[Python-Dev] Requesting that a class be a new-style class

Jack Diederich jack at performancedrivers.com
Sun Feb 20 04:35:38 CET 2005

On Sun, Feb 20, 2005 at 12:13:25PM +1000, Nick Coghlan wrote:
> Guido van Rossum wrote:
> >>>This is something I've typed way too many times:
> >>>
> >>>Py> class C():
> >>>  File "<stdin>", line 1
> >>>    class C():
> >>>            ^
> >>>SyntaxError: invalid syntax
> >>>
> >>>It's the asymmetry with functions that gets to me - defining a
> >>>function with no arguments still requires parentheses in the
> >>>definition statement, but defining a class with no bases requires the
> >>>parentheses to be omitted.
> >
> >
> >It's fine to fix this in 2.5. I guess I can add this to my list of
> >early oopsies -- although to the very bottom. :-)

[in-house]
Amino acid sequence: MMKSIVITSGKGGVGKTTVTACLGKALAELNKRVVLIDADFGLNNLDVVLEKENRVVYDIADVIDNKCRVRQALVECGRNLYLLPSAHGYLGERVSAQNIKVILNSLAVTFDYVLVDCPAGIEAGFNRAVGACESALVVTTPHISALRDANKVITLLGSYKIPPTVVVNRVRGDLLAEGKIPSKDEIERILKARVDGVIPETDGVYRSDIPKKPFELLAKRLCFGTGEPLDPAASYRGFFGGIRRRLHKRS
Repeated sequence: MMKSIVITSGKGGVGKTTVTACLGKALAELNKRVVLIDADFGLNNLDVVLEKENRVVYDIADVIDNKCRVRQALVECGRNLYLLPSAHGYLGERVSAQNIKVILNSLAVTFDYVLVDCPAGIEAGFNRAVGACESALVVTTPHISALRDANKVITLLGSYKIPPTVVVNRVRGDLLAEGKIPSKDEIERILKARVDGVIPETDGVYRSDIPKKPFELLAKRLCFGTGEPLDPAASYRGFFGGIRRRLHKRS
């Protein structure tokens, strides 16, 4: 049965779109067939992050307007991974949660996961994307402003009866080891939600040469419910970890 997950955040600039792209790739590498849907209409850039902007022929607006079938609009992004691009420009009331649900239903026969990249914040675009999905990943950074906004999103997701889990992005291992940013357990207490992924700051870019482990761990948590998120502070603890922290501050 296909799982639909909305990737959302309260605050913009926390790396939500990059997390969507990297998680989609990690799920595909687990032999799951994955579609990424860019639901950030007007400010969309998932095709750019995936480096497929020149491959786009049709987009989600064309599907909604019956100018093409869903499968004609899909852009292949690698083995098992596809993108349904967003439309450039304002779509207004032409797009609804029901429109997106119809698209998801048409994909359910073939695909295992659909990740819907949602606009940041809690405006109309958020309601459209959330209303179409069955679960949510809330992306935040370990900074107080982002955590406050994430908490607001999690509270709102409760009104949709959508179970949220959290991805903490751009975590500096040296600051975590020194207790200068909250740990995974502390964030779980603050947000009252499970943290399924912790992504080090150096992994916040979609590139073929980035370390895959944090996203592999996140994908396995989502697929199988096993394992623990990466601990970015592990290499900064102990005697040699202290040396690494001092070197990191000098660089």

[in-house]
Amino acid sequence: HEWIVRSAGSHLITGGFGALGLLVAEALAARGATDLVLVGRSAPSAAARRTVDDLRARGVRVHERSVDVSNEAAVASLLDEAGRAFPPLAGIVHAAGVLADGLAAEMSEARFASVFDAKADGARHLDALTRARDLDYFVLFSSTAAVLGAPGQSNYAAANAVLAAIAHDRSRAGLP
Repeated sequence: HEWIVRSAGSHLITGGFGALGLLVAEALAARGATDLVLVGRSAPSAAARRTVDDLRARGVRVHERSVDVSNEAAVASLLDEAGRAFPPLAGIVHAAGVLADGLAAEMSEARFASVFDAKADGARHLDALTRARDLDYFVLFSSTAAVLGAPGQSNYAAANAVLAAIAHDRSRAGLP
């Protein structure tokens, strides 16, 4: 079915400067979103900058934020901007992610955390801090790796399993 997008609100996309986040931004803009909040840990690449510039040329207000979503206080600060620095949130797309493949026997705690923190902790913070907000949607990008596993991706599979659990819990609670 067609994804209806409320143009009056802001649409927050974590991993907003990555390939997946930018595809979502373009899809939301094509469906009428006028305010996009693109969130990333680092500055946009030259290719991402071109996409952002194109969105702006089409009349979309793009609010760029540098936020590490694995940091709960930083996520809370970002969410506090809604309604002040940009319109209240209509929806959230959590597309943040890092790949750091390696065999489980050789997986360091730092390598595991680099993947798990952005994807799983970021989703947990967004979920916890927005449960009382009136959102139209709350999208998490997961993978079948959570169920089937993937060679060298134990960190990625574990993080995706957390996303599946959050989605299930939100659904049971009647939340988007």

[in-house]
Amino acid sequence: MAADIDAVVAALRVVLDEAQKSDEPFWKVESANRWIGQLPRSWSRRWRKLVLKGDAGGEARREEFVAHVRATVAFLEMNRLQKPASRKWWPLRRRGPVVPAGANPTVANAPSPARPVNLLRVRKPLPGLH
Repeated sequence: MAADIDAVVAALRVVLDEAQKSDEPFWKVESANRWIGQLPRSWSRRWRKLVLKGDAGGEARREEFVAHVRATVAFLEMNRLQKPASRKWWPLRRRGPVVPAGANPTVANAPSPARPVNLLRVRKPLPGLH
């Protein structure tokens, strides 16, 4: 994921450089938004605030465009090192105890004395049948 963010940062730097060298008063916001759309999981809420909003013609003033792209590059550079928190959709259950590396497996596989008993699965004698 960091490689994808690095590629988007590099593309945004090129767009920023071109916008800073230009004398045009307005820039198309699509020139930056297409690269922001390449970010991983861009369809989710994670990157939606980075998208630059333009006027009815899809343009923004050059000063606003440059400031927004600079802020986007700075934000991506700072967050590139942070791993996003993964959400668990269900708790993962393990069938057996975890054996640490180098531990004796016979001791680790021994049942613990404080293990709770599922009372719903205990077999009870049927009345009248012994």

> >
> >It's *not* fine to make C() mean C(object). (We already have enough
> >other ways to declaring new-style classes.)
> >
> Fair enough - the magnitude of the semantic difference between "class C:" 
> and "class C():" bothered me a little, too. I'll just have to remember that 
> I can put "__metaclass__ == type" at the top of modules :)

I always use new style classes so I only have to remember one set of behaviors.
"__metaclass__ = type" is warty, it has the "action at a distance" problem that 
decorators solve for functions.  I didn't dig into the C but does having 'type' 
as metaclass guarantee the same behavior as inheriting 'object' or does object 
provide something type doesn't?  *wince*

Py3k? Faster please[*].


* a US-ism of a conservative bent, loosely translated as "change for the
  better? I'll get behind that."

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